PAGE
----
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Sunday, June 17, 2012

Christian/Bible Resources for Oh, Really!

I finally spotted one of my games for sale in real life!
Last year I posted a Bible/christian flipchart activity.  I wasn't sure how it would be received, but the number of downloads has been comparable to some other content area activities that I made.  I have heard from Sunday school teachers and other Christian gamers who play the game or use it in lessons.  I have always included words in all the editions that bring up matters of faith and I was glad to learn that Family Christian Stores was carrying the game.  (In fact, that's the only store where I've ever seen one of my games available in the real world.  Most are sold online.)

After recent correspondence with a Sunday school teacher and a father of a home school family, I decided I should convert that activity to these other formats for those who don't use ActivInspire:
These resources have some pre-selected sets of item cards that can be used to generate discussion.  Participants could rank them on paper and group rankings could be analyzed and discussed.  Alternatively individuals could just rank them and then explain their rankings in writing or orally depending on the needs of the group.

Discussion questions are included on the final slide that reveal how this game can open the door to some weighty subject matter.  A seminary student told me once that he uses the previous version of my game in educational and social settings.  Here's what he wrote:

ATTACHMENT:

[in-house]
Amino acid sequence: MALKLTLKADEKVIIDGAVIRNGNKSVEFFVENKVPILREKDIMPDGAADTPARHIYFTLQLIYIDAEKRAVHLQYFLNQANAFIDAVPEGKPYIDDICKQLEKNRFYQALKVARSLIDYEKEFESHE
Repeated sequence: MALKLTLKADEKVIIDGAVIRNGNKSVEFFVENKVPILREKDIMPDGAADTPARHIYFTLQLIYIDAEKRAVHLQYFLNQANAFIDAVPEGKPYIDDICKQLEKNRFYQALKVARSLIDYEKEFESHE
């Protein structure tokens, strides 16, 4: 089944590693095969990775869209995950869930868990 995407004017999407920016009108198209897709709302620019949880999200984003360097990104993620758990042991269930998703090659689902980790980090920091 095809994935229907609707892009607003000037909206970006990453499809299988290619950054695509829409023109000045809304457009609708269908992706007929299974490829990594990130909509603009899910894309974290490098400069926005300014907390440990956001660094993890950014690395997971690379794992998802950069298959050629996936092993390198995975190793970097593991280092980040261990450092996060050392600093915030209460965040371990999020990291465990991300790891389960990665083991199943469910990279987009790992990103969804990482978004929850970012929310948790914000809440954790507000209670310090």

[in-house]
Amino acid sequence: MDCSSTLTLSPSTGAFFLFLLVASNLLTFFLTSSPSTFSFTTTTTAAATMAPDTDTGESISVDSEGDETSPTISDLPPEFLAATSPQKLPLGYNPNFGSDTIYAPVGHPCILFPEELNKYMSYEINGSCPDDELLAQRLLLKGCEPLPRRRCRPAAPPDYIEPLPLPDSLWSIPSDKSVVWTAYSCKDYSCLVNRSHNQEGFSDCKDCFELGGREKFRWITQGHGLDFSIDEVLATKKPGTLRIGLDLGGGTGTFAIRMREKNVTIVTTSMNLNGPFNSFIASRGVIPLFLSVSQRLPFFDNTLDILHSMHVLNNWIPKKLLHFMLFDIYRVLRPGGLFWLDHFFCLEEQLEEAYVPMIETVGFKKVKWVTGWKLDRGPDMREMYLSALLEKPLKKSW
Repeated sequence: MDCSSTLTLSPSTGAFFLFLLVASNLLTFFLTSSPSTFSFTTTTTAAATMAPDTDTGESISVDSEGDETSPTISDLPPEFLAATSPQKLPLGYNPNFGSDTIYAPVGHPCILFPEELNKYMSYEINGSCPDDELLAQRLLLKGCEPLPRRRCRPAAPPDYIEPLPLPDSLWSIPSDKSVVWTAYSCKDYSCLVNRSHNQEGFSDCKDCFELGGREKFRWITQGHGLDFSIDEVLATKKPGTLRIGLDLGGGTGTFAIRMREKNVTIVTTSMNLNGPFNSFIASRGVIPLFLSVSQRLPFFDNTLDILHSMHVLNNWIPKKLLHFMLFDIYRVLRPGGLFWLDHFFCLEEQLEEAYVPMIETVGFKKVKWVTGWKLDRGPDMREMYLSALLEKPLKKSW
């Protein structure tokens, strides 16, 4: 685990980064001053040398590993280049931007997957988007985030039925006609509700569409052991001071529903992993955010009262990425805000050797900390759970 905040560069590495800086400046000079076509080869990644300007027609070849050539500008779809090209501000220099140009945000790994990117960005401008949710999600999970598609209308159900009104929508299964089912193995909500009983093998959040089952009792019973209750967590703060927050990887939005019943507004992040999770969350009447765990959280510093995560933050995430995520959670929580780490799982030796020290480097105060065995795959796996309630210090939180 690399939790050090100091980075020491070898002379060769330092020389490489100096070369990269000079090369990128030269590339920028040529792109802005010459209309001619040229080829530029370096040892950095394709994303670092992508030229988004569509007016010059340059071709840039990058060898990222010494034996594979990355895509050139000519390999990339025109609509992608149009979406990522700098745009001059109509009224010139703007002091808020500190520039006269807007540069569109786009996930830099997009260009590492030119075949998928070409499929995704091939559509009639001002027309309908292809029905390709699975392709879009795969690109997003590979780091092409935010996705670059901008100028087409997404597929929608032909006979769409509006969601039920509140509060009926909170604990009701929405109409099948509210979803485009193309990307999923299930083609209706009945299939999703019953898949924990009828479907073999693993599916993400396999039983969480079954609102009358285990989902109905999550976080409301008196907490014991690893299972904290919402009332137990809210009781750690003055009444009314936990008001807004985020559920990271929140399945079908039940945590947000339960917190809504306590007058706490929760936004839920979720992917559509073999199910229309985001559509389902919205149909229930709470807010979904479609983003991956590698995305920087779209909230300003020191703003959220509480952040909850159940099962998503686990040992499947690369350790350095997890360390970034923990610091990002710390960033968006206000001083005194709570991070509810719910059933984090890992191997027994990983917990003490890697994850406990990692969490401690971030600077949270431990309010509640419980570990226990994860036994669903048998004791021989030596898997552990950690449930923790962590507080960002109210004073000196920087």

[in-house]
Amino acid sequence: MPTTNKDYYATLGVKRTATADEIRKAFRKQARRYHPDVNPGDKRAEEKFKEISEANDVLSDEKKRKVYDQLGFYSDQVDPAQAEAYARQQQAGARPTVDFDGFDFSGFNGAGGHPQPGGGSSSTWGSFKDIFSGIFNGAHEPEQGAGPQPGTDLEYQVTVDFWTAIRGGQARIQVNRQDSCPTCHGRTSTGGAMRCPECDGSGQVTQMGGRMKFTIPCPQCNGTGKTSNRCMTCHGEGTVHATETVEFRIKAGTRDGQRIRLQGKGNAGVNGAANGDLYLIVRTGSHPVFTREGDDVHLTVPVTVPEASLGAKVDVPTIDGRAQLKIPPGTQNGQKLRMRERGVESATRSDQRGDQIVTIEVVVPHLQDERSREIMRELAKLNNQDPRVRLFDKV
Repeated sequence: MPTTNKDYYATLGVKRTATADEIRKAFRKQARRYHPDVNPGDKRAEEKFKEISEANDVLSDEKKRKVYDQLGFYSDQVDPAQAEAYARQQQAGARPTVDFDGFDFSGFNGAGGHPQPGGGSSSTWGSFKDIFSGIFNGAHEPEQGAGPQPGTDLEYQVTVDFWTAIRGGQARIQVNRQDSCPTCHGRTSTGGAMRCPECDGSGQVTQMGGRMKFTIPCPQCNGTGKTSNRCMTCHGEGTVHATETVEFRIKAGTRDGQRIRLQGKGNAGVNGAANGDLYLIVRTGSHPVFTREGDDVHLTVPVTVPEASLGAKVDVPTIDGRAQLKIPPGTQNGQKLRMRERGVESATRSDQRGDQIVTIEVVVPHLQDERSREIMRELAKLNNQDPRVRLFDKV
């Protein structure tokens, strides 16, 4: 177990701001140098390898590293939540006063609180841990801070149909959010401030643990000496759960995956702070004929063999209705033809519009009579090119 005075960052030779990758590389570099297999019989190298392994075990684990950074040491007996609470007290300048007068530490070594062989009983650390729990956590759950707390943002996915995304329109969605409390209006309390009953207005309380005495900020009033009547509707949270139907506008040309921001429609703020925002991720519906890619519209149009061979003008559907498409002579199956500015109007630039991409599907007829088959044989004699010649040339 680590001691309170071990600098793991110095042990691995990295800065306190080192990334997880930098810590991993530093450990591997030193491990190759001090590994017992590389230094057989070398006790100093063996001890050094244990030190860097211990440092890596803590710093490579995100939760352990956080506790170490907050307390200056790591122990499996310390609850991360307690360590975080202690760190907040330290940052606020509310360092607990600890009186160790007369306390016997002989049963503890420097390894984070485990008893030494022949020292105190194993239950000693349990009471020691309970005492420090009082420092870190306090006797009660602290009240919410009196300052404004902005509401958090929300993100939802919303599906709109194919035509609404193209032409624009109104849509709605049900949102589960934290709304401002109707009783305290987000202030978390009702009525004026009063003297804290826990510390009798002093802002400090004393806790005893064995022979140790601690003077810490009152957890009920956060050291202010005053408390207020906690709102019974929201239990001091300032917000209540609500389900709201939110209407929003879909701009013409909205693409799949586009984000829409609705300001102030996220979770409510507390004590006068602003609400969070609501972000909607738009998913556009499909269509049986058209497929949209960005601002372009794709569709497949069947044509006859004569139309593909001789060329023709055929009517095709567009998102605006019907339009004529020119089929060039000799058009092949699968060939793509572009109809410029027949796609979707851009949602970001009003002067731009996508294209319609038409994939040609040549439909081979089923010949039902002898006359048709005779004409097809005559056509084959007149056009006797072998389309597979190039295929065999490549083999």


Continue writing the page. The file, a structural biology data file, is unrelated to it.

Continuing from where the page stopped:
"Your game provides a wonderful opportunity to talk to both teenagers and adults about things that are penultimate and ultimately about the ultimate questions of life, death, and the meaning of it all. Something our Post Post-Modern society does poorly."

"For the past seven years, I have been using your game both in large and small groups. In a game setting, issues which polarize people become somewhat disarmed, and people can laugh and talk about things of importance. Not every game...becomes a deep conversation, but it provides the opportunity. In short, the game provides a somewhat neutral forum for people to share ideas without feeling pressured into a political-religious debate."

Whether in or out of the classroom I'm thrilled to find out my games are being used for fun and learning.  If you have any comments on the above resources or thoughts on how the game might be used in other interesting ways, I will be glad to hear from you.

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